Does reading or writing require total silence, or is it helped by music? There are albums you’re meant to play to unborn children or when you’re studying that are supposed to help you relax or increase concentration, but there’s no scientific basis for that. It’s mainly a question of preference. I always play music while I’m writing, although my brain can’t handle lyrics because I cannot screen out voices. It was always said that the perfect audience for Radio One was someone working in a biscuit factory. A mindless job could provide a perfect canvas for pop music.
I’ve tried most kinds of music while I write, and always come back to soundtrack composers or modern instrumentalists. There are composers who seem to enhance writing and reading. I remember playing the soundtrack to the underrated ‘Mary Reilly’ when I was reading ‘From Hell’, and it powerfully enhanced the visuals.
So let me recommend some listening for readers and writers:
Wim Mertens is a composer whose strange, circular instrumentals fit words well. There are an awful lot of albums by him, and many duplicate the same tracks, so it’s tricky collecting him. Both he and Michael Nyman have been used by Peter Greenaway for his film scores. Similarly Nyman can be both strident and calm. I have an exclusive album by him called ‘Sublime’ which is just that, and perfect for working to
Roque Banos is a Spanish soundtrack composer whose music can break your heart, ranging from ‘Las 13 Rosas’ to the remake of ‘Oldboy’, and his albums are tonally of a piece, so they don’t need editing. Much of Alexandre Desplat’s music is wonderful – his Hollywood work is more formulaic – Hollywood favouring a densely layered sound – but his European scores are often wonderful. Listen to his score for Philomena’ and you’ll hear a two-note clue to the film’s subject matter – very clever.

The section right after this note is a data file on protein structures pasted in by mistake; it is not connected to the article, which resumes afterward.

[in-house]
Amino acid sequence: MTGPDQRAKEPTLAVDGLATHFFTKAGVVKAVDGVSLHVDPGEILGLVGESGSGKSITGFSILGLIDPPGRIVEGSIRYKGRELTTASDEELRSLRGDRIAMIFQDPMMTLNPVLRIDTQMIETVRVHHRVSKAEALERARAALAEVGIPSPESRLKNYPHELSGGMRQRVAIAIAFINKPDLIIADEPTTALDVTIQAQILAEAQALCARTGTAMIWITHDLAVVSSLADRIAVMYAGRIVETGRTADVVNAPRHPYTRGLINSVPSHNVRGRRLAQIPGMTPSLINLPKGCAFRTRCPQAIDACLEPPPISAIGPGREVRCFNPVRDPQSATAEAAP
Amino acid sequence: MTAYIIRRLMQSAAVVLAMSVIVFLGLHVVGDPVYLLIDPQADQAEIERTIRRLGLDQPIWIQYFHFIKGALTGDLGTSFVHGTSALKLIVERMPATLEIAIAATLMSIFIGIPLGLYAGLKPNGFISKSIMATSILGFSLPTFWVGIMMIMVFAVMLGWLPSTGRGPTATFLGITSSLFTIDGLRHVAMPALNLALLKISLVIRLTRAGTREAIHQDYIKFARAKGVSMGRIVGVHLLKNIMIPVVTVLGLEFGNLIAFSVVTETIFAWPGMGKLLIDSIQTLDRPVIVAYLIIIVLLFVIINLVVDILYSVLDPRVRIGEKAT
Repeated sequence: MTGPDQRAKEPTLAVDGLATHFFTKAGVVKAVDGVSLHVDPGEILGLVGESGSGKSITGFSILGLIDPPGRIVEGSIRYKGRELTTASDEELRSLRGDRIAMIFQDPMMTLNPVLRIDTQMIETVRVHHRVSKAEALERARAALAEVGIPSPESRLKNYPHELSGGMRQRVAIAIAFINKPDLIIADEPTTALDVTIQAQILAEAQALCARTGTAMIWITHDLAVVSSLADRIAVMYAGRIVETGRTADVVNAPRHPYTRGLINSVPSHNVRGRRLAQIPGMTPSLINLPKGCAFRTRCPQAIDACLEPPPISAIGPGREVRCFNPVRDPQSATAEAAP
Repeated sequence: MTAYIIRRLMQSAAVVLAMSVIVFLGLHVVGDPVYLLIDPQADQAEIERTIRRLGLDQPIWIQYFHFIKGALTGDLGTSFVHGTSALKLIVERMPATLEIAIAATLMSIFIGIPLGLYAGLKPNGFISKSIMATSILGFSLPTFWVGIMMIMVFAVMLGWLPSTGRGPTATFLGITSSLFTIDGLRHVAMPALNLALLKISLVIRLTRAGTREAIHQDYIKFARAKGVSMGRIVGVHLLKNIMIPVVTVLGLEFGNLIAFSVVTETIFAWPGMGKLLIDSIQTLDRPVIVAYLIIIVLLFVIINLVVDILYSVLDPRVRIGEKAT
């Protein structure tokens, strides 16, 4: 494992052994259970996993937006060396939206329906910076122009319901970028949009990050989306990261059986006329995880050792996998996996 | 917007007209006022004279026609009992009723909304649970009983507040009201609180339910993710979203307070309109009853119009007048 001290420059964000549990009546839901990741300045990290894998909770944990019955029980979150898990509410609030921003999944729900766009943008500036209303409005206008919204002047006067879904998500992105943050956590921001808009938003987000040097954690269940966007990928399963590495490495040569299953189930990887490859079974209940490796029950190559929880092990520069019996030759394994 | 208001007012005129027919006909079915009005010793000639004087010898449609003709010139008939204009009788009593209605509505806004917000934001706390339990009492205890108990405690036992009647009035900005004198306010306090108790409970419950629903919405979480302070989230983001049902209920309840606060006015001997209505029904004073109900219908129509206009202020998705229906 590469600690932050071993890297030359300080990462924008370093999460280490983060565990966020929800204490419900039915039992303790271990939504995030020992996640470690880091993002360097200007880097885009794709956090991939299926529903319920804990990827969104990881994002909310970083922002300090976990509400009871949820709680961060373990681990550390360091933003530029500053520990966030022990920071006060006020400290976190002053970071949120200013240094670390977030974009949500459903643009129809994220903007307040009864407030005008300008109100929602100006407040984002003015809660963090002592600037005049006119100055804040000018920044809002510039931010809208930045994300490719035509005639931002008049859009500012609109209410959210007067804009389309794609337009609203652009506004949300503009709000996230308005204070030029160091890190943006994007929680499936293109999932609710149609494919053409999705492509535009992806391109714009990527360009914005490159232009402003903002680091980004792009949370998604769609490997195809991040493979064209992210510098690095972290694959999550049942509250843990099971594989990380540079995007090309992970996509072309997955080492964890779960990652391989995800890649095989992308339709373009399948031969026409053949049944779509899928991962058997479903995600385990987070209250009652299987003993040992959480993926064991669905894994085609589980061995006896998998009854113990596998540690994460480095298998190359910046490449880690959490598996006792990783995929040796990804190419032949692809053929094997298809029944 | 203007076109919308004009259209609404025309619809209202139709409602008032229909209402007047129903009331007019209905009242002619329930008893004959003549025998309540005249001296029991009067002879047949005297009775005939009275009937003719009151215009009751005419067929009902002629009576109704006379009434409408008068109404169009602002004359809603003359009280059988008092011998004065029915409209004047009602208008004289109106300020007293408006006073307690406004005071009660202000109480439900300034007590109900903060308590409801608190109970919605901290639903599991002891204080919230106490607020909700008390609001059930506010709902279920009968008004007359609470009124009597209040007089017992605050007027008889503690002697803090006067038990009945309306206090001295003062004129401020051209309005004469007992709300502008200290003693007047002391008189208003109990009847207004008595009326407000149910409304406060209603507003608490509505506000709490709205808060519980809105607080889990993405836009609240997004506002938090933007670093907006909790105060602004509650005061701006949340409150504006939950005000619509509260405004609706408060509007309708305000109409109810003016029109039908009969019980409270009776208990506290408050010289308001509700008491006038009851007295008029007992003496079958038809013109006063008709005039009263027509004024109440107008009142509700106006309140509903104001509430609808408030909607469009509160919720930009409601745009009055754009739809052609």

Ennio Morricone is still scoring, and his soundtrack to ‘The Best Offer’, I film I enjoyed despite its polyglot scripting, reflects the subject – painting – and echoes his score about another painting, Dario Argento’s ‘The Stendhal Syndrome’. Philippe Rombi’s soundtracks are not unlike Desplat’s. He’s unafraid to work with small orchestras and simple orchestrations. Particularly ‘Dans La Maison’ and ‘Joyeux Noel’ are superb.
I had high hopes for David Arnold after his pastiche John Barry scores for Bond, until I realised that pastiching is really all he does, but Thomas Newman brought something fresh to ‘Skyfall’, and has an excellent back catalogue of soundtracks.
I keep all of these soundtracks on CDs because I’ve lost so much music in the Cloud lately, but the news that the iPod is to be discontinued is disastrous for collectors. The problem is that the iPod doesn’t have Airplay and needs hardwiring into sound systems. But my phone won’t hold a fraction of the music my iPod holds. If you’re serious about music and play it a lot, what are you supposed to keep it on?
It’s one thing for technology to force us to Cloud storage but another if there’s no portable way of moving it around. I’m not about to start carrying my laptop with me just to play music. All suggestions/ solutions welcome!